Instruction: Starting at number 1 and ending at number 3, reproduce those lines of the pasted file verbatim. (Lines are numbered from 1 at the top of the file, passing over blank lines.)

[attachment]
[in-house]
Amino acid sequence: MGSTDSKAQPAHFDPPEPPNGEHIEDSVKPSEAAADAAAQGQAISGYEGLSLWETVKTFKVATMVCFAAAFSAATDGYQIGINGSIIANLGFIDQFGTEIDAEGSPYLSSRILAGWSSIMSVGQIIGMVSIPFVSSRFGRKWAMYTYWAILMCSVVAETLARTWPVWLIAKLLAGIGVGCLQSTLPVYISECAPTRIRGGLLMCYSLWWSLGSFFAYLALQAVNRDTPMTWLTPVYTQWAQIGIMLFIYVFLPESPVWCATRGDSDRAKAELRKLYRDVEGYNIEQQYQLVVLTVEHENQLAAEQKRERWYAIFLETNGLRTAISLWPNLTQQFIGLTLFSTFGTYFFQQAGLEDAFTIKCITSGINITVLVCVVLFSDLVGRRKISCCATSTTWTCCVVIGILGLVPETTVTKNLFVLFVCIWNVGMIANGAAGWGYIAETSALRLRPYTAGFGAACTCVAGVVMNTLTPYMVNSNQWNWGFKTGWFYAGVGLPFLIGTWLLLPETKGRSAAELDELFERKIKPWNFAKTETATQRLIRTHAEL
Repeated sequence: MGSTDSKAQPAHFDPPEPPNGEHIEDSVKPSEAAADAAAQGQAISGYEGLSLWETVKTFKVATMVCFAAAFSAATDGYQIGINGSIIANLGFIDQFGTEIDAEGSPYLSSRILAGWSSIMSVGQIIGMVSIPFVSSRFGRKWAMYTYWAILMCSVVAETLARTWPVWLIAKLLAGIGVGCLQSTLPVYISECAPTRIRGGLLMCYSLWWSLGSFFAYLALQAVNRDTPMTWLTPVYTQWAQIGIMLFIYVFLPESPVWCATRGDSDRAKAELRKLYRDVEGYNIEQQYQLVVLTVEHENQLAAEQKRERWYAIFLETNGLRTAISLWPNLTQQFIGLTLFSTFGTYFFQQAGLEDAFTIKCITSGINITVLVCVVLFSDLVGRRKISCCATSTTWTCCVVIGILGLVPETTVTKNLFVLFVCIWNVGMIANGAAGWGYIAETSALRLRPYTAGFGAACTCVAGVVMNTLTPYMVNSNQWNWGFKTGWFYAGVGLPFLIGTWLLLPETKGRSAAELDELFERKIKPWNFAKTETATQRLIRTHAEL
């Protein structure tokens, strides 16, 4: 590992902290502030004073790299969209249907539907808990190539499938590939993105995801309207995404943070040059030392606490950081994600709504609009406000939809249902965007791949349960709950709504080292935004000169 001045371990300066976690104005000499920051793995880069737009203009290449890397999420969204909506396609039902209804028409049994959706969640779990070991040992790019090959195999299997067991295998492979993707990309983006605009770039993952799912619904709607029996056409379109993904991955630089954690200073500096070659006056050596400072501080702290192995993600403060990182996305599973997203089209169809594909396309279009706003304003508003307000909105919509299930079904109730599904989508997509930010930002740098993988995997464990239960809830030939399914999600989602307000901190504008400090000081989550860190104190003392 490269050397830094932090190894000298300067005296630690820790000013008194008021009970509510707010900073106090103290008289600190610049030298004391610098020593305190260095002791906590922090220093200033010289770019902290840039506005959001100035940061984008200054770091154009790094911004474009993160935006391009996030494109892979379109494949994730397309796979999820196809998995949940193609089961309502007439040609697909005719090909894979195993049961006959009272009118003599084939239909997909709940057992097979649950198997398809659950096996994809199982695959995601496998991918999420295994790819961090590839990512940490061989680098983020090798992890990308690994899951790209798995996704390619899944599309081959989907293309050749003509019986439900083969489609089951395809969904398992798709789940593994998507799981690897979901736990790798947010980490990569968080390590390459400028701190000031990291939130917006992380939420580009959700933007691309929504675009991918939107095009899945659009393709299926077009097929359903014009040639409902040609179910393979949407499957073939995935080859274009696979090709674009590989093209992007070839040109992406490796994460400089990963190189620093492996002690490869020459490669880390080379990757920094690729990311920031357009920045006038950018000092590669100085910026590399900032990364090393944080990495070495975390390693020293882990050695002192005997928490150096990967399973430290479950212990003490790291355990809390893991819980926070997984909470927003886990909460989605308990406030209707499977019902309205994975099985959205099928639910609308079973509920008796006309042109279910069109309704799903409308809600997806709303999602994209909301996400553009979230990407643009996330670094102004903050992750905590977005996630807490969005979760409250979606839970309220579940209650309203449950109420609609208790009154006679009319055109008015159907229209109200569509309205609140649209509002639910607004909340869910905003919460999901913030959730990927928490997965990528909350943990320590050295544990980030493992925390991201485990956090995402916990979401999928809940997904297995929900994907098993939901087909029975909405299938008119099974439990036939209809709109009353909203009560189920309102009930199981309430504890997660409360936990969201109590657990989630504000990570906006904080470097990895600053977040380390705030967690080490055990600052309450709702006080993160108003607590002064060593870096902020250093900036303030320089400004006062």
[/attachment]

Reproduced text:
[in-house]
Amino acid sequence: MGSTDSKAQPAHFDPPEPPNGEHIEDSVKPSEAAADAAAQGQAISGYEGLSLWETVKTFKVATMVCFAAAFSAATDGYQIGINGSIIANLGFIDQFGTEIDAEGSPYLSSRILAGWSSIMSVGQIIGMVSIPFVSSRFGRKWAMYTYWAILMCSVVAETLARTWPVWLIAKLLAGIGVGCLQSTLPVYISECAPTRIRGGLLMCYSLWWSLGSFFAYLALQAVNRDTPMTWLTPVYTQWAQIGIMLFIYVFLPESPVWCATRGDSDRAKAELRKLYRDVEGYNIEQQYQLVVLTVEHENQLAAEQKRERWYAIFLETNGLRTAISLWPNLTQQFIGLTLFSTFGTYFFQQAGLEDAFTIKCITSGINITVLVCVVLFSDLVGRRKISCCATSTTWTCCVVIGILGLVPETTVTKNLFVLFVCIWNVGMIANGAAGWGYIAETSALRLRPYTAGFGAACTCVAGVVMNTLTPYMVNSNQWNWGFKTGWFYAGVGLPFLIGTWLLLPETKGRSAAELDELFERKIKPWNFAKTETATQRLIRTHAEL
Repeated sequence: MGSTDSKAQPAHFDPPEPPNGEHIEDSVKPSEAAADAAAQGQAISGYEGLSLWETVKTFKVATMVCFAAAFSAATDGYQIGINGSIIANLGFIDQFGTEIDAEGSPYLSSRILAGWSSIMSVGQIIGMVSIPFVSSRFGRKWAMYTYWAILMCSVVAETLARTWPVWLIAKLLAGIGVGCLQSTLPVYISECAPTRIRGGLLMCYSLWWSLGSFFAYLALQAVNRDTPMTWLTPVYTQWAQIGIMLFIYVFLPESPVWCATRGDSDRAKAELRKLYRDVEGYNIEQQYQLVVLTVEHENQLAAEQKRERWYAIFLETNGLRTAISLWPNLTQQFIGLTLFSTFGTYFFQQAGLEDAFTIKCITSGINITVLVCVVLFSDLVGRRKISCCATSTTWTCCVVIGILGLVPETTVTKNLFVLFVCIWNVGMIANGAAGWGYIAETSALRLRPYTAGFGAACTCVAGVVMNTLTPYMVNSNQWNWGFKTGWFYAGVGLPFLIGTWLLLPETKGRSAAELDELFERKIKPWNFAKTETATQRLIRTHAEL